Experimental and theoretical investigation of the heat transfer characteristics of a cylindrical heat pipe using Al_{2}O_{3}SiO_{2}/WEG hybrid nanofluids by response surface methodology (RSM) was carried out by Vidhya et al. [40]. They concluded that the higher enhancement of the heat pipe’s heat transfer characteristics suggested that this new Al_{2}O_{3}SiO_{2} hybrid nanofluid could be a surrogate for heat transfer applications in different strategies. Rao et al. [41] showed in their study that the addition of nanoparticles to biodiesel has affirmative impacts in decreasing dangerous emissions such as carbon black, smoke opacity, and NOX, with enhanced thermal efficiency and fuel consumption.
The improvement in thermal performance of a twintube counter flow heat exchanger with variation in bumper position was investigated experimentally and numerically by Abdul Hussein et al. [42]. Nusselt number and friction factor values were found to be best with the semicircular bumpers presence compared with the smooth tube. Zhang et al. [43] performed a multiobjective optimization to obtain the optimal crossfinned heat sink design. They revealed that the methodology can ably reduce the computational or experimental costs for the crossfinned heat sink design with increased heat transfer performance and reduced weight.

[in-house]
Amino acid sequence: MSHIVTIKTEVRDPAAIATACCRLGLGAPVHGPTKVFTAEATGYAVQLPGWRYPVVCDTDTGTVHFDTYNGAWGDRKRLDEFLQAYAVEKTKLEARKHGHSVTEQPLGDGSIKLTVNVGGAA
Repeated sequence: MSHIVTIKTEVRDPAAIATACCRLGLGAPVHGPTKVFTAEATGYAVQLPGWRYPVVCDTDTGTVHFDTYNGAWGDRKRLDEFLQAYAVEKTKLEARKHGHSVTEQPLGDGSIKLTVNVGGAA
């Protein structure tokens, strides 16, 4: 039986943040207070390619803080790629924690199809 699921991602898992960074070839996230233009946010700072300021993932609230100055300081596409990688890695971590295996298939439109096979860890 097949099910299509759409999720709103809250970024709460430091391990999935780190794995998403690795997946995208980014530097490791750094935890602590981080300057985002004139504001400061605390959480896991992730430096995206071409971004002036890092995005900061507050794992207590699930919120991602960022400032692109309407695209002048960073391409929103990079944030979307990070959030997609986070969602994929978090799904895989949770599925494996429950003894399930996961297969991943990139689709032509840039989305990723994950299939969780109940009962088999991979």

Based on the related research, it can be concluded that the use of nanofluidfilled enclosures with baffles and obstacles is an attractive option for the efficient cooling of electronic equipment and has been a popular research topic. The current work is an extension of previous research [35], focusing on the effect of a Tshaped baffle placed in the cold rib of a cavity with thermally insulated walls. The active part of the bottom wall is heated to a higher temperature than the top wall. The goal of this analysis is to assess the heat transfer characteristics of this new baffle shape at different Ra numbers, aspect ratios, and nanoparticle concentrations. The simulations are conducted for aspect ratios of 0.4 and 0.6, Ra numbers ranging from 10^{4} to 10^{6}, and nanoparticle concentrations varying from 0 to 0.05, in order to comprehensively explore the impact of these parameters.